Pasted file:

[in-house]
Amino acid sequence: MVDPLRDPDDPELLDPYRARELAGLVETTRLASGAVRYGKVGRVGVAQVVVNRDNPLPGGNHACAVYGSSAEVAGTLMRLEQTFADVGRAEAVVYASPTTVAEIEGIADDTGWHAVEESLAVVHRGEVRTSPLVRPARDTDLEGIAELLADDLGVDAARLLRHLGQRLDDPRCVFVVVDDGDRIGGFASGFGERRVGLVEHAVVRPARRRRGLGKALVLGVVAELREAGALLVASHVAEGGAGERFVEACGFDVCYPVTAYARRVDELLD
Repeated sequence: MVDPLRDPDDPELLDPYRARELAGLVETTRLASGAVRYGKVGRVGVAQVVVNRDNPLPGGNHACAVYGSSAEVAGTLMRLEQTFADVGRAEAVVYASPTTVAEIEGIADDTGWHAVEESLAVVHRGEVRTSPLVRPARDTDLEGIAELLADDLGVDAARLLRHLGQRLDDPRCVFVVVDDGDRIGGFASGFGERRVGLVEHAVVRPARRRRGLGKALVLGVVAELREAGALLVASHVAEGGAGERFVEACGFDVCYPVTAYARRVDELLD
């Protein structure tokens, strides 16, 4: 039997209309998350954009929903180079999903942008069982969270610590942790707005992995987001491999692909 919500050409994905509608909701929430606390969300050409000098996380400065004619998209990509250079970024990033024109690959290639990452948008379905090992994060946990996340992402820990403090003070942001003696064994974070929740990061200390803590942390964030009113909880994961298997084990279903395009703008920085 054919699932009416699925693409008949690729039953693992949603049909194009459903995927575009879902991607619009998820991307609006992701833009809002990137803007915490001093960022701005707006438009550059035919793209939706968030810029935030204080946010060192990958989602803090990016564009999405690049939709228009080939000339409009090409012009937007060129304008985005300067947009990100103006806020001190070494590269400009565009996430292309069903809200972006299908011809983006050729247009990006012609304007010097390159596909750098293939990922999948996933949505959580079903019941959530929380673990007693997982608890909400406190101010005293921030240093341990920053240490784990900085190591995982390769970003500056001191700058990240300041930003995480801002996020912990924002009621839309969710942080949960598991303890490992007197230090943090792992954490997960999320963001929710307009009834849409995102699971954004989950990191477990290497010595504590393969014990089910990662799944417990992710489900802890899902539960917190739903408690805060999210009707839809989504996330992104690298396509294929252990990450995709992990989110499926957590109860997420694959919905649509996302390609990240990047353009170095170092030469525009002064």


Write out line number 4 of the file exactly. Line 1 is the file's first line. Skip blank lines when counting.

């Protein structure tokens, strides 16, 4: 039997209309998350954009929903180079999903942008069982969270610590942790707005992995987001491999692909 919500050409994905509608909701929430606390969300050409000098996380400065004619998209990509250079970024990033024109690959290639990452948008379905090992994060946990996340992402820990403090003070942001003696064994974070929740990061200390803590942390964030009113909880994961298997084990279903395009703008920085 054919699932009416699925693409008949690729039953693992949603049909194009459903995927575009879902991607619009998820991307609006992701833009809002990137803007915490001093960022701005707006438009550059035919793209939706968030810029935030204080946010060192990958989602803090990016564009999405690049939709228009080939000339409009090409012009937007060129304008985005300067947009990100103006806020001190070494590269400009565009996430292309069903809200972006299908011809983006050729247009990006012609304007010097390159596909750098293939990922999948996933949505959580079903019941959530929380673990007693997982608890909400406190101010005293921030240093341990920053240490784990900085190591995982390769970003500056001191700058990240300041930003995480801002996020912990924002009621839309969710942080949960598991303890490992007197230090943090792992954490997960999320963001929710307009009834849409995102699971954004989950990191477990290497010595504590393969014990089910990662799944417990992710489900802890899902539960917190739903408690805060999210009707839809989504996330992104690298396509294929252990990450995709992990989110499926957590109860997420694959919905649509996302390609990240990047353009170095170092030469525009002064």